Tag Archives: Dairy

ARLINGTON, VA – The National Milk Producers Federation’s coronavirus webpage has added new information for farm employers and employees, as well as guidance for veterinarians, to help the dairy community keep up with evolving government and marketplace responses to coronavirus.
Key new documents include:
NMPF’s coronavirus page, which debuted March 6, has emerged as a go-to resource for all of dairy, featuring information for farmers, employers and processors and offering rich materials on topics from animal health to workforce management in both English and Spanish. The page also is home to an NMPF podcast series that includes in-depth interviews with dairy experts as the industry manages through the coronavirus crisis.

The coronavirus outbreak has exposed major flaws in the American farm labor system. Politico says that’s upping the pressure on the federal government to make migrant labor much more accessible to farmers. It also highlights a lack of health and safety protections for these “essential” workers.

Farm workers who are still planting and harvesting crops have a higher than normal risk of being infected because they typically live, work, and travel in crowded conditions. Most don’t have any form of healthcare. Meanwhile, farmers are worried that the closure of U.S. embassies, especially in Mexico, will slow the flow of migrant labor into the U.S.

That will make an already chronic labor shortage on produce, livestock, and nursery operations across the country that much worse. Farm labor lobbyists see an opportunity to slide labor provisions into an expected fourth stimulus bill that would provide some relief. Also, because food production has been declared a critical industry under federal guidelines, agriculture employers are giving undocumented farm workers letters stating that they’re “essential.”

CoBank says the COVID-19 outbreak has brought the U.S. economy to a “screeching halt.” A quarterly report from the CoBank Knowledge Division has underscored the critically important nature of agriculture, as well as other industries essential to rural America.

The U.S grains sector is still stuck in a rut, with pressure on commodity prices, weakening basis for both corn and soybeans in some markets, and export volatility likely for the next few months. While crop farming fundamentals remain challenging, ag retailers enter this year’s growing season on a relatively stable footing. Retailers say they’re optimistic about a full agronomy season, given the pent-up demand for fertilizer and crop protection products, especially after a wet and complicated fall application period last year.

The U.S. chicken industry was optimistic heading into 2020 thanks to expected renewed exports to China. However, the shift to at-home eating because of COVID-19 has boosted chicken demand domestically. U.S. cattle has seen a swift and sharp decline in the last month. Chinese demand for U.S. hogs has set records, but it hasn’t led to strong prices or profit margins.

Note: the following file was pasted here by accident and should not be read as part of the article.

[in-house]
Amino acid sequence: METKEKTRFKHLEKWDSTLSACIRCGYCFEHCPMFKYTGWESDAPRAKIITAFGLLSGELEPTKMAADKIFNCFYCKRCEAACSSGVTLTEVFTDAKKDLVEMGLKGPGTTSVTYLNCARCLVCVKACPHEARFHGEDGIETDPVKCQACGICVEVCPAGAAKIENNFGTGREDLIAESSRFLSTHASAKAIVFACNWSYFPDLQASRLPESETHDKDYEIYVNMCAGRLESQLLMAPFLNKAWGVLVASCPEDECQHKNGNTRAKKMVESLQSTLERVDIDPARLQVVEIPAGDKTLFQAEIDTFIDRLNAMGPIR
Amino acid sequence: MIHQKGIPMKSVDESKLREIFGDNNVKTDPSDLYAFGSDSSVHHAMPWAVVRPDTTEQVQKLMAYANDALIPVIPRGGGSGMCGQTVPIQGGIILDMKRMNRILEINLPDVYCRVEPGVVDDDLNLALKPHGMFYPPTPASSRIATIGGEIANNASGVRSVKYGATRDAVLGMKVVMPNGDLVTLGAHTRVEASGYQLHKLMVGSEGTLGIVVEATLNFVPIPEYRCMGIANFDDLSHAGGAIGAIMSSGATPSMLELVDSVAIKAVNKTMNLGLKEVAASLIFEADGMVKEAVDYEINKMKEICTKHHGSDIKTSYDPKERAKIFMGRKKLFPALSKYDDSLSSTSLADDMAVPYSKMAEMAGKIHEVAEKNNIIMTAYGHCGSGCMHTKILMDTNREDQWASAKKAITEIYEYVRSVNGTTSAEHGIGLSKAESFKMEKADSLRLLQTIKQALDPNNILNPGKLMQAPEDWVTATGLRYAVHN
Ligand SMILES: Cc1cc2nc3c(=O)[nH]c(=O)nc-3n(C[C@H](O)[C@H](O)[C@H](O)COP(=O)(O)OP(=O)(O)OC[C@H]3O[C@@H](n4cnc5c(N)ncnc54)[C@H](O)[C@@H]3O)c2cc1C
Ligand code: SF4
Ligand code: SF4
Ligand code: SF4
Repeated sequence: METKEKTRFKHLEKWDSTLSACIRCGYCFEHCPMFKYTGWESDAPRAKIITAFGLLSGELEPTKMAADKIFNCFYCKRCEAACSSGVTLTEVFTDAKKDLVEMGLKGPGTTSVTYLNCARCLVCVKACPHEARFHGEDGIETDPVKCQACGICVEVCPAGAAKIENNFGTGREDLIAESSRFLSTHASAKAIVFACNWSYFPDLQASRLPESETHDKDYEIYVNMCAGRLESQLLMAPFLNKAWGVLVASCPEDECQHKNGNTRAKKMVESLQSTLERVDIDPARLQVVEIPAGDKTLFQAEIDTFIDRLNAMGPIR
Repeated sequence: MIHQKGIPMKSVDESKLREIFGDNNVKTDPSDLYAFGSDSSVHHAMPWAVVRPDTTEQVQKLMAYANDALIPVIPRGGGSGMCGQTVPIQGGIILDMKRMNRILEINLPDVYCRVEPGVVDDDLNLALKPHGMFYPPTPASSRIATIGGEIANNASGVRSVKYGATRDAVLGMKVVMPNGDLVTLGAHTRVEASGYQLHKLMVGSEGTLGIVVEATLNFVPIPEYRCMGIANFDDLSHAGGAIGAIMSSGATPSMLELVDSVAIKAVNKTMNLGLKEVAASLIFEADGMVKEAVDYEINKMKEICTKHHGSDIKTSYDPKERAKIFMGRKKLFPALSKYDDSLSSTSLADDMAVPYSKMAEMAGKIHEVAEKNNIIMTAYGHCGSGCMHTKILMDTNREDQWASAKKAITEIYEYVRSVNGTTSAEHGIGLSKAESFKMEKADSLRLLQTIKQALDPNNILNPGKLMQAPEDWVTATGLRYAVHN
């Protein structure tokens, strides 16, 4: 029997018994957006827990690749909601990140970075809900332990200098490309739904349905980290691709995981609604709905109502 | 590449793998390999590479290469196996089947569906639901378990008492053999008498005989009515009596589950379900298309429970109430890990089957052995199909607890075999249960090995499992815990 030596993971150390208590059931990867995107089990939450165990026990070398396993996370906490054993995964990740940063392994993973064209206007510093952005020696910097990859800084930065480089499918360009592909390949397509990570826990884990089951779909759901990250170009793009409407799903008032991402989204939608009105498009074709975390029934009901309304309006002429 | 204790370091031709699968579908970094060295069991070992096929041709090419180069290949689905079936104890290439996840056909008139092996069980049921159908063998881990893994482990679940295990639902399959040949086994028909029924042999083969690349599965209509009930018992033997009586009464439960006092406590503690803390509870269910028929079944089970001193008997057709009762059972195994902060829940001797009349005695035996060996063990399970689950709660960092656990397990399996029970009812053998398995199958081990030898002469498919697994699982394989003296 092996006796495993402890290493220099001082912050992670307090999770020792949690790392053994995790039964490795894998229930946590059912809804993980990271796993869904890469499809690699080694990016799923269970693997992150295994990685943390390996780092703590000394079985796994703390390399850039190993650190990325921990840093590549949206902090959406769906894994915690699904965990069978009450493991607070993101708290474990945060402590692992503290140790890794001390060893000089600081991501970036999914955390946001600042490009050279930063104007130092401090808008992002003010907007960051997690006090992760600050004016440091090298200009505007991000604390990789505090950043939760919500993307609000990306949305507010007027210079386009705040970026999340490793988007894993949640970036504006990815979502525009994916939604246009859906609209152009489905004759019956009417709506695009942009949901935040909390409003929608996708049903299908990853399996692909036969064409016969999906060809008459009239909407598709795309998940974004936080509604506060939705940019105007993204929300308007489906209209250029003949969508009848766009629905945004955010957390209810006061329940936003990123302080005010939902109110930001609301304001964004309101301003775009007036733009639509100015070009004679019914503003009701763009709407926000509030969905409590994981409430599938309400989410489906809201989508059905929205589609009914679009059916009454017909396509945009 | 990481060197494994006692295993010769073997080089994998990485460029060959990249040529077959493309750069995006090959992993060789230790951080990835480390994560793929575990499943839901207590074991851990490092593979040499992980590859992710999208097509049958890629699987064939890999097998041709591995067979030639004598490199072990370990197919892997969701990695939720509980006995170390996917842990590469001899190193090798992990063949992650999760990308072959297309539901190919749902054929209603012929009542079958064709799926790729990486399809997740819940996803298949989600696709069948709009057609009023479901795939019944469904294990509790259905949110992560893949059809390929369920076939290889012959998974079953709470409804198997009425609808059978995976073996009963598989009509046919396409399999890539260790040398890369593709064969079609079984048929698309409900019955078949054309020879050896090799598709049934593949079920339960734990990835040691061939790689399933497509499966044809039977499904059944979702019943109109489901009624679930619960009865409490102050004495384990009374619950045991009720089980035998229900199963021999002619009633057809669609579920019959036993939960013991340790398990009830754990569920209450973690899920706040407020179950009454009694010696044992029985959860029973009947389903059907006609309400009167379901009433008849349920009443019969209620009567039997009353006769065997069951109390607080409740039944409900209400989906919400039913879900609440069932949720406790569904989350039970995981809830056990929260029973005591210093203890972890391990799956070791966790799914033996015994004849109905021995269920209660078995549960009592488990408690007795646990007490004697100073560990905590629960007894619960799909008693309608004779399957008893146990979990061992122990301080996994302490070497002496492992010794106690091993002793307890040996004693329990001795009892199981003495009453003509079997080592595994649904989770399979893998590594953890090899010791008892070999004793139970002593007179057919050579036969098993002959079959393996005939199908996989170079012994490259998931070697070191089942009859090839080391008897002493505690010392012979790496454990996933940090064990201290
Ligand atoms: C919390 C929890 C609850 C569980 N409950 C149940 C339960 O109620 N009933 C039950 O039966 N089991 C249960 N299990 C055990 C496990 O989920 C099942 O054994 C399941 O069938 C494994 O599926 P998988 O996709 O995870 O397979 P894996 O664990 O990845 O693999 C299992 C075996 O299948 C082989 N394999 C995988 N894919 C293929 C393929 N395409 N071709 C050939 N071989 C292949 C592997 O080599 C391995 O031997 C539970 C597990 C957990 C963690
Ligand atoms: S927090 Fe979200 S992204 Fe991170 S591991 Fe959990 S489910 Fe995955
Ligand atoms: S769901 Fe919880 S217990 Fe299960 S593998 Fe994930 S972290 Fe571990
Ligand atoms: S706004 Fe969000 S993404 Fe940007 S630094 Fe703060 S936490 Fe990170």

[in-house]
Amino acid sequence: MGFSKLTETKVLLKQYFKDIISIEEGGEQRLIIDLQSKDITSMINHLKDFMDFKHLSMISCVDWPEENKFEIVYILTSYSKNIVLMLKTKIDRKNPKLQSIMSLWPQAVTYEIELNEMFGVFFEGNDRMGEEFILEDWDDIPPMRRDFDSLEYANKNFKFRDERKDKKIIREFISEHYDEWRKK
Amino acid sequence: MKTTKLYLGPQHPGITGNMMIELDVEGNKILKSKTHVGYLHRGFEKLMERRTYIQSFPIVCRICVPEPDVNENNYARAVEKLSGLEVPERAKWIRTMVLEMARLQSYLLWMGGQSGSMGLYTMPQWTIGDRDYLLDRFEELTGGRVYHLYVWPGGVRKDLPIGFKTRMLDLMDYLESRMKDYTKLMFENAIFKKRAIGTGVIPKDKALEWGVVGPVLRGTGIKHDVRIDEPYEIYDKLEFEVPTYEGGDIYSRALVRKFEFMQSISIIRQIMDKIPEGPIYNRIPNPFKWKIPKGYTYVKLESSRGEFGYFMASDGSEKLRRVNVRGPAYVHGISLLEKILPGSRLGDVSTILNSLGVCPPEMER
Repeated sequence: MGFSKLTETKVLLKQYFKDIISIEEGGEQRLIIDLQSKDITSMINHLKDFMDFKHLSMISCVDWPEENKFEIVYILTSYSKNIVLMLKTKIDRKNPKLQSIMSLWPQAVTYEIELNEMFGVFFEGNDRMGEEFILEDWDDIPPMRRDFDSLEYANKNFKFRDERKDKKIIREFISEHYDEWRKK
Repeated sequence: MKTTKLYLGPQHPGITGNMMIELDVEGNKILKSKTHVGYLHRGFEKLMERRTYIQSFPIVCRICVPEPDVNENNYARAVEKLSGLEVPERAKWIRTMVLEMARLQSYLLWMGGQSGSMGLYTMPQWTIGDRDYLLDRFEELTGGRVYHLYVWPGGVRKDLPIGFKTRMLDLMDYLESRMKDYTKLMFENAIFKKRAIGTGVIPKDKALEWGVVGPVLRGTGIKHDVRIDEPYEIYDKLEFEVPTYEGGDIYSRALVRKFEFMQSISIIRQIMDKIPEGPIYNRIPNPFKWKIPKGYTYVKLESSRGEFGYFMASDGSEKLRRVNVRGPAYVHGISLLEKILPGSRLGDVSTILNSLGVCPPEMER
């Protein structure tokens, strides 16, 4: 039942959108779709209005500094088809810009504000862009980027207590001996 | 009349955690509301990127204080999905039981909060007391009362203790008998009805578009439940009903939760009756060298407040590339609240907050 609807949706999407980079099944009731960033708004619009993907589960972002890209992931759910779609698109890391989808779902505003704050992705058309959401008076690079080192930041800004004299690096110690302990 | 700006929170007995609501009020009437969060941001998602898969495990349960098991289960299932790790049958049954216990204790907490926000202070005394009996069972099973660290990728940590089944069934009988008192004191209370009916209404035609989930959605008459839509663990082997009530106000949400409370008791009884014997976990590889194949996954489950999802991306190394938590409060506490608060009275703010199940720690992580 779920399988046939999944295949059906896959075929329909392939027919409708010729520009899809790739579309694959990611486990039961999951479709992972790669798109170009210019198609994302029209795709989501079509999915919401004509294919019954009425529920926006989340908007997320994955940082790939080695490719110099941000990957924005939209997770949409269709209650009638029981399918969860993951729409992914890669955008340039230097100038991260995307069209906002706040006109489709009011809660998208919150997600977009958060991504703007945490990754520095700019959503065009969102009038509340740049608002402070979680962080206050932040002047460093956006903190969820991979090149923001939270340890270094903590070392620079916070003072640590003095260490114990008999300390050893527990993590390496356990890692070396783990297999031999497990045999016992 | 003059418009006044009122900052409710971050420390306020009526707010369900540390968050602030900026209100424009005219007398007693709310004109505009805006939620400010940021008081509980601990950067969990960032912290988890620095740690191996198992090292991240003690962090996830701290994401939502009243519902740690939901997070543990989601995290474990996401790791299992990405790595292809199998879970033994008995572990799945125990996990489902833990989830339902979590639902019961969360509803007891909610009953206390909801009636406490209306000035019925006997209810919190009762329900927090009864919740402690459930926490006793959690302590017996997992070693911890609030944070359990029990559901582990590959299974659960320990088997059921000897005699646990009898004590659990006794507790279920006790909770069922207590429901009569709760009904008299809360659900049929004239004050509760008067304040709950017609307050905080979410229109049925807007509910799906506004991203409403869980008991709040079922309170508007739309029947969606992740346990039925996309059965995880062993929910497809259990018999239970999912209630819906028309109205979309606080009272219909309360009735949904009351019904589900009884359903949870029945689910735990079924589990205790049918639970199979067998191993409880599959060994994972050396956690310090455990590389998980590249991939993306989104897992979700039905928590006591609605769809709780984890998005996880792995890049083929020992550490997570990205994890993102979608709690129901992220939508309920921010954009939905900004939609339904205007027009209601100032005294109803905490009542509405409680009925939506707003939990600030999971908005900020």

Milk prices have fallen off due to COVID-19. Cotton prices have sunk to new lows despite strong exports due to fears of slower economic growth. Specialty crop growers face an even tighter labor situation this spring.

 

The COVID-19 situation has caused a rapid drop in the demand for fluid milk and other dairy products.  Now some dairy cooperatives are instructing their producers to dump their milk.  Kris Bousquet is the Executive Director of the Nebraska State Dairy
Association.  He says it’s not all bad news….

Bousquet says the equivalent of 11 semi loads of milk will be dumped over the three days of Thursday, Friday, and Saturday this week.  He says they are not able yet to project if any milk will have to be dumped next week.  Bousquet says that the current situation has forced milk processors and cooperatives to manage the supply coming off the farm….

Bousquet says farmers will be compensated for the milk that is dumped.  Dairy farmers in Nebraska, Iowa, South Dakota and Minnesota this week wrote a letter to USDA requesting an additional enrollment period in the Dairy Margin Coverage program.

Reports continue to come in from states like Wisconsin of dairy producers having to dump milk because of diminishing demand and Nebraska dairies are now facing the same issue. Shalee Peters has more…

 

And in Wisconsin they have seen an increase in dumping of milk…

 

A group of dairy organizations wrote a letter this week to Ag Secretary Sonny Perdue and asked the USDA to help the struggling dairy industry. They want the agency to use its extensive purchasing power given to it by the Coronavirus Aid, Relief, and Security Act, to alleviate at least some of the stress on the U.S. dairy industry.